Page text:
When lessons learned come together with industry best practices, I feel comfortable referring to recommendations like these as commandments.
There’s far too much re-creating of the wheel in the sales industry. Granted, it exists in epidemic levels in any industry, but some of the details are unique to the span of the entire sales arena (SaaS, B2B, B2C, et al).
I enjoy discovering collections of recommendations based in proven success. When it was recently suggested to me that I check out a blog post titled, “The 10 Most Valuable SaaS Lessons From Lincoln Murphy,” I went back to that person, after reading this post, to thank them again for making me aware of this valuable resource.
I’m quite confident you will not regret taking a few minutes to read this post. You’ll walk aware with multiple actionable steps you can begin to put into place this week.
Content Marketing Manager, host of the Million Dollar Insights podcast [and rock climber] Cara Hogan (@CaraHogan27), at @InsightSquared, recently sat down with writer and consultant Lincoln Murphy (@lincolnmurphy) and wrote this timely blog post.
Hogan proves Murphy’s know-how when it comes to SaaS sales throughout the post, and
“Murphy understands that the key to keeping customers is providing a valuable product at a great price, and continuing to produce results no matter what. With valuable insights into how customers think, and how SaaS businesses should be run, Lincoln Murphy has the blueprint to SaaS success.”
The post is written with each commandment, or “lessons” as Hogan calls them, having a single paragraph of explanation. It’s the perfect amount of description needed without going on any longer than needed. Think: concentrated wisdom (the best kind to discover; who has time for wordiness?).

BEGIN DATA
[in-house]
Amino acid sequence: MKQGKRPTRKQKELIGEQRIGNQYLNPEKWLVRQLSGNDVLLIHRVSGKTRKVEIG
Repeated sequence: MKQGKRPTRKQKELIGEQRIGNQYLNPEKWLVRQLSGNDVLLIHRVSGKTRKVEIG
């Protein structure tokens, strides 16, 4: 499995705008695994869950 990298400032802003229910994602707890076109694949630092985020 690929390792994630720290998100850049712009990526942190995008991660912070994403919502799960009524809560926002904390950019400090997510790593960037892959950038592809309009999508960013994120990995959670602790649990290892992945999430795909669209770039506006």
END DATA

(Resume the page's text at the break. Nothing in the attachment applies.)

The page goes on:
Note: Yes, I’ve been known to be quite adept at adding drama for emphasis. So, if you’ll humor me, let’s keep calling them “commandments.”
My aim is to have you read Hogan’s post in full over at Insight Squared’s blog. But I will give you my top 3 commandments in relation to what I’ve found to be vital in my own career:
- Only Offer Discounts For The Right Reasons
- Don’t Obsess Over the Competition
- Scale Pricing According to Complexity
A number of the paragraphs in this post, describing the corresponding commandments, offer valuable links to additional information to expand upon an element of the commandment. Don’t miss those.
If you haven’t done so yet, please go and read Hogan’s post now. Then pass it along to your colleagues and management (it may even help you be perceived as being as smart as you actually are in their eyes…which is how it should be).
[Reading Time of Hogan’s Post: 5:30]
QUESTION: What commandment would you add to this list?
Let’s talk about it…